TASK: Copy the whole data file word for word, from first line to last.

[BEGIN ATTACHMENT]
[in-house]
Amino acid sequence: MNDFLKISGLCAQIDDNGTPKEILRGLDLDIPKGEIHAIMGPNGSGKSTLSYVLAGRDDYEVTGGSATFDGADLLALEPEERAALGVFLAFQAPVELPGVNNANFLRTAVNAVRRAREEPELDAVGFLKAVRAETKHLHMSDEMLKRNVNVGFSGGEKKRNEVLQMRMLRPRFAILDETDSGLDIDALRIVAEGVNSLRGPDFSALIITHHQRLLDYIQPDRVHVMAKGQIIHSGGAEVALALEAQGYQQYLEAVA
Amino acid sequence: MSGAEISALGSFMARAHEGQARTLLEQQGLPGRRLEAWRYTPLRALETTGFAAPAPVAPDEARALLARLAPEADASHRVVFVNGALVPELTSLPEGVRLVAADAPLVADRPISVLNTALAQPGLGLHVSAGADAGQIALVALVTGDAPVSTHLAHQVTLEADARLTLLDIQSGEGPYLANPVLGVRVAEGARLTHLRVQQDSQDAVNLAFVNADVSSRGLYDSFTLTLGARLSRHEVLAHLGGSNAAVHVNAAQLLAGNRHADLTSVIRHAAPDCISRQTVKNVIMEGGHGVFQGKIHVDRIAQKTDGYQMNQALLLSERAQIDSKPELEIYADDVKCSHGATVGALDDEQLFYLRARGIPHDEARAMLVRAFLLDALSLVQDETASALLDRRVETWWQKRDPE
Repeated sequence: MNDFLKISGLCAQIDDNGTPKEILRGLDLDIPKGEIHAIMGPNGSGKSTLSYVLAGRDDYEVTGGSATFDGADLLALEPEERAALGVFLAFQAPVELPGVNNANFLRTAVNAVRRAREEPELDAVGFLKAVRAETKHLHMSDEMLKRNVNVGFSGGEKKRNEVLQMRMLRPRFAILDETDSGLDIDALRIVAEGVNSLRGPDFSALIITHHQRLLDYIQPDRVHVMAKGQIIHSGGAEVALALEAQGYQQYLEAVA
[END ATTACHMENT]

[in-house]
Amino acid sequence: MNDFLKISGLCAQIDDNGTPKEILRGLDLDIPKGEIHAIMGPNGSGKSTLSYVLAGRDDYEVTGGSATFDGADLLALEPEERAALGVFLAFQAPVELPGVNNANFLRTAVNAVRRAREEPELDAVGFLKAVRAETKHLHMSDEMLKRNVNVGFSGGEKKRNEVLQMRMLRPRFAILDETDSGLDIDALRIVAEGVNSLRGPDFSALIITHHQRLLDYIQPDRVHVMAKGQIIHSGGAEVALALEAQGYQQYLEAVA
Amino acid sequence: MSGAEISALGSFMARAHEGQARTLLEQQGLPGRRLEAWRYTPLRALETTGFAAPAPVAPDEARALLARLAPEADASHRVVFVNGALVPELTSLPEGVRLVAADAPLVADRPISVLNTALAQPGLGLHVSAGADAGQIALVALVTGDAPVSTHLAHQVTLEADARLTLLDIQSGEGPYLANPVLGVRVAEGARLTHLRVQQDSQDAVNLAFVNADVSSRGLYDSFTLTLGARLSRHEVLAHLGGSNAAVHVNAAQLLAGNRHADLTSVIRHAAPDCISRQTVKNVIMEGGHGVFQGKIHVDRIAQKTDGYQMNQALLLSERAQIDSKPELEIYADDVKCSHGATVGALDDEQLFYLRARGIPHDEARAMLVRAFLLDALSLVQDETASALLDRRVETWWQKRDPE
Repeated sequence: MNDFLKISGLCAQIDDNGTPKEILRGLDLDIPKGEIHAIMGPNGSGKSTLSYVLAGRDDYEVTGGSATFDGADLLALEPEERAALGVFLAFQAPVELPGVNNANFLRTAVNAVRRAREEPELDAVGFLKAVRAETKHLHMSDEMLKRNVNVGFSGGEKKRNEVLQMRMLRPRFAILDETDSGLDIDALRIVAEGVNSLRGPDFSALIITHHQRLLDYIQPDRVHVMAKGQIIHSGGAEVALALEAQGYQQYLEAVA